We must not consider it unpatriotic. I often come back to these lines when contemplating the purpose of learning history and the meaning of the American nation. Embedded in King’s work, as well as the work of critical race theorists, is another set of questions: why have our republican ideals coexisted with so much socially inflicted suffering, with so many varieties of unfreedom? Is it because we have—as the creedal optimist suggests—simply failed to live up to their demands? Or have they countenanced all this suffering because they were built to accommodate it? Because the unfreedom of some has always been and remains the condition of the freedom of others, and it has never been otherwise? To ask such questions cannot be outside acceptable conversation, or even pedagogy.

 

     But it’s become the explicit goal of the Republican Party precisely to rule out King’s inquiry. Conservatives are desperate to avoid any significant “restructuring” of America’s social architecture. Rather, it has been their project for many decades to naturalize existing hierarchies—the persistence of racial disparities, poverty, desperation, and economic inequality—while stigmatizing the state’s means of rectifying them. What’s more, conservative elites see the nation as profoundly fragile, held together by threadbare myths whose credibility is perilously strained when young people are permitted to ask “certain basic questions about our national character.”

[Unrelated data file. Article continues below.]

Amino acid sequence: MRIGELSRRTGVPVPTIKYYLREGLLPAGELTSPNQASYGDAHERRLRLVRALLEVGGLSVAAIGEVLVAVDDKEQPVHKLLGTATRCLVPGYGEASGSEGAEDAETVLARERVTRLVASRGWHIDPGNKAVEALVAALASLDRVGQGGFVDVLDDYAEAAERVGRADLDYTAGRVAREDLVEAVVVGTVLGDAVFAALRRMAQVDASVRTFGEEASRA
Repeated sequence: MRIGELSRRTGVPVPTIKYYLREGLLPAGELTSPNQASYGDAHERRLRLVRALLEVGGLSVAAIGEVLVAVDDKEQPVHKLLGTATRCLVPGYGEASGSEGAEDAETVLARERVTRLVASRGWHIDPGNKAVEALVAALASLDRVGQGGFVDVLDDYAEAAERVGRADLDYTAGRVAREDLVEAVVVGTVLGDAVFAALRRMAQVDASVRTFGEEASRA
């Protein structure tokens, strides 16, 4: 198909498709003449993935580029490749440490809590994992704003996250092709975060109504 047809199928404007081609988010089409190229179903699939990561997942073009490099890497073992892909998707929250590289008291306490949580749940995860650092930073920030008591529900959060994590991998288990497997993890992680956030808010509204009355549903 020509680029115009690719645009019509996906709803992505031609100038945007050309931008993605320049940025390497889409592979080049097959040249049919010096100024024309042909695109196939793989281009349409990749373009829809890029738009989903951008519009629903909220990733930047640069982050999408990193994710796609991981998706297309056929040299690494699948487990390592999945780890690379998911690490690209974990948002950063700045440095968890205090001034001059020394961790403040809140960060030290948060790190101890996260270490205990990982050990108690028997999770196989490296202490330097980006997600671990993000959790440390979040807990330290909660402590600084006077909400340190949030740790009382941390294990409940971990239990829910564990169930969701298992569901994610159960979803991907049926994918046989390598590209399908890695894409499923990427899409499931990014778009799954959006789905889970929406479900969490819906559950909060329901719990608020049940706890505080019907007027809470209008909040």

This broader backdrop also helps explain the clear antecedents to the present conflict over CRT, particularly the simultaneous history and welfare wars of the 1990s. Now, as then, anxieties about anti-racist pedagogy are being mobilized as a deliberate electoral strategy, and the demand for a sanitized, patriotic account of the American past is linked to a revanchist project of restoring, as Pat Buchanan put it, the nation’s “Judeo-Christian heritage.” The history wars of the 1990s petered out with little fanfare or resolution. Likewise, the longevity of the campaign against CRT will depend on its perceived efficacy as a strategy for turning out voters in 2022.